The team also aims to carry out improvements in the chrono-cultural periodisation of southern Sindh, which is currently not well-known: “The only sequence available with chalcolithic, pre-Indus and Indus periods is at the site of Amri in southern Sindh, in Ghazi Shah and Kot-Diji, but there was no other excavated site which had the potential for studying the transition between the pre-Indus and the Indus civilisation periods,” Didier explains.

Didier shares that while searching for a suitable area for excavation, the team noted protohistoric sites in Sindh. “The problem with many sites in this valley is that it is very difficult to reach the deepest level of these sites (like in Mohenjo Daro where some work was carried out in the 1920s),” she explains. “The level of alluvial plain and the water is too high to be able to go deeper and to study the oldest level [which may reveal] the transition between pre-Indus and Indus periods. “Due to technical difficulties, those levels are not reachable at the moment and we cannot substantiate the presence of a settlement before the Indus civilisation buried beneath the Mohenjo Daro remains,” Didier says. Catherine Jarrige adds, “There are probably pre-Indus levels at Mohenjo Daro, but they are under the present water-table.”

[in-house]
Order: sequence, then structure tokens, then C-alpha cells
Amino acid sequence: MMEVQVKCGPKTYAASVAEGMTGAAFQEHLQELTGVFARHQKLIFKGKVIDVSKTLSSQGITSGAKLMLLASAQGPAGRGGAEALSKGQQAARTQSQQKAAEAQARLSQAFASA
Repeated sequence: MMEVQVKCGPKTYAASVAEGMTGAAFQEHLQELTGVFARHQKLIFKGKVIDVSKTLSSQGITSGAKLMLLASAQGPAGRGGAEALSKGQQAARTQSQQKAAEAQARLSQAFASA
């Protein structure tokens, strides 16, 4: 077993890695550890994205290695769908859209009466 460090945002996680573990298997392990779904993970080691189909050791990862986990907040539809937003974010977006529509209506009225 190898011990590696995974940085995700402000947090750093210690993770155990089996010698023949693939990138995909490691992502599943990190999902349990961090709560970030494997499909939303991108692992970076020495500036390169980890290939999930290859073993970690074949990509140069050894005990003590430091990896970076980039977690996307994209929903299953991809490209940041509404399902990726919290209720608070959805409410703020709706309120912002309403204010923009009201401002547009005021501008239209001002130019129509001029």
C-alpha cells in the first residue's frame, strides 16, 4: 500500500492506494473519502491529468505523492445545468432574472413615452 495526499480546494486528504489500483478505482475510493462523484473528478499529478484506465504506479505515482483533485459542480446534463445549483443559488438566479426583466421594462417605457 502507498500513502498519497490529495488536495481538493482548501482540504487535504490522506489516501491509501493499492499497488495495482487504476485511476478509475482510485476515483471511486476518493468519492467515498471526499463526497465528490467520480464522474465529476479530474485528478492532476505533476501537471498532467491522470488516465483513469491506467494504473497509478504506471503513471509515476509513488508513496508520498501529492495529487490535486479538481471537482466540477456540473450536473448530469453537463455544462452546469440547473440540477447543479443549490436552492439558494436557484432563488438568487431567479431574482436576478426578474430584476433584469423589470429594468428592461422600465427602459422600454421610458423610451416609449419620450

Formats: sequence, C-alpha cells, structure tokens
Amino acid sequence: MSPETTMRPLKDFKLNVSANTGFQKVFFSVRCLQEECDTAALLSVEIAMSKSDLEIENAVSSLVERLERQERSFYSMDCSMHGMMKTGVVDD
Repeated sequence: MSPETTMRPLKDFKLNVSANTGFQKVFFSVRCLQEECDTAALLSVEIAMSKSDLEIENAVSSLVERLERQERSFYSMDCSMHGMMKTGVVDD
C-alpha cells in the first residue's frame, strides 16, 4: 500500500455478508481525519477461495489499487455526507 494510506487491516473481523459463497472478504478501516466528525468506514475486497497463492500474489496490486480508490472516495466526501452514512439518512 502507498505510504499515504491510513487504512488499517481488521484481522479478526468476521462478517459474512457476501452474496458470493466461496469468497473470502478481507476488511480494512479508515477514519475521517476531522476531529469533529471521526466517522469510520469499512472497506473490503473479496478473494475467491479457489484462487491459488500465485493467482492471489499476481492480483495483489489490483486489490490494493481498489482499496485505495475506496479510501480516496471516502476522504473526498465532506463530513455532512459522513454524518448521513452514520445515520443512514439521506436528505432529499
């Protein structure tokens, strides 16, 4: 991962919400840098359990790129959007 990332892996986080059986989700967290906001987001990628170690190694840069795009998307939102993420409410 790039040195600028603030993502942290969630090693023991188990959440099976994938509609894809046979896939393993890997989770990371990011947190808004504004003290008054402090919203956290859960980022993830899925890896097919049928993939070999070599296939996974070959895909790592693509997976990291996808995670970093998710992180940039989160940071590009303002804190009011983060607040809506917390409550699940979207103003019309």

Late Jean-François Jarrige and Catherine Jarrige at Musée Guimet in Paris. PHOTO CREDIT: MM ALAM


 

 

Aurore Didier during a field study in 2015 in Sindh. PHOTO COURTESY: AURORE DIDIER


Commenting on the objective of the recently-launched Indus Basin Mission, Didier says, “We would like to explore these new sites and try to select a site which could have pre-Indus and Indus levels with the help of the government’s Exploration Branch.” She indicated that being close to Balochistan, Jamshoro is a perfect area to work on the southern Sindh and Balochistan connection.

It’s a team effort

According to Didier, the team will coordinate with local experts to use and develop innovative technologies to conduct their research work. “One of the most important things is to train the new generation of archaeologists both in France and in Pakistan,” she feels. “In our next field campaign, to be conducted jointly with local archaeologists from the government’s Exploration Branch, Culture, Tourism and Antiquities Department, we will systematically include Pakistani students from different universities (particularly here in Sindh) to train them to become future archaeologists. We are working on the cultural heritage of Pakistan but it is also our duty to train locals and give them access to information.”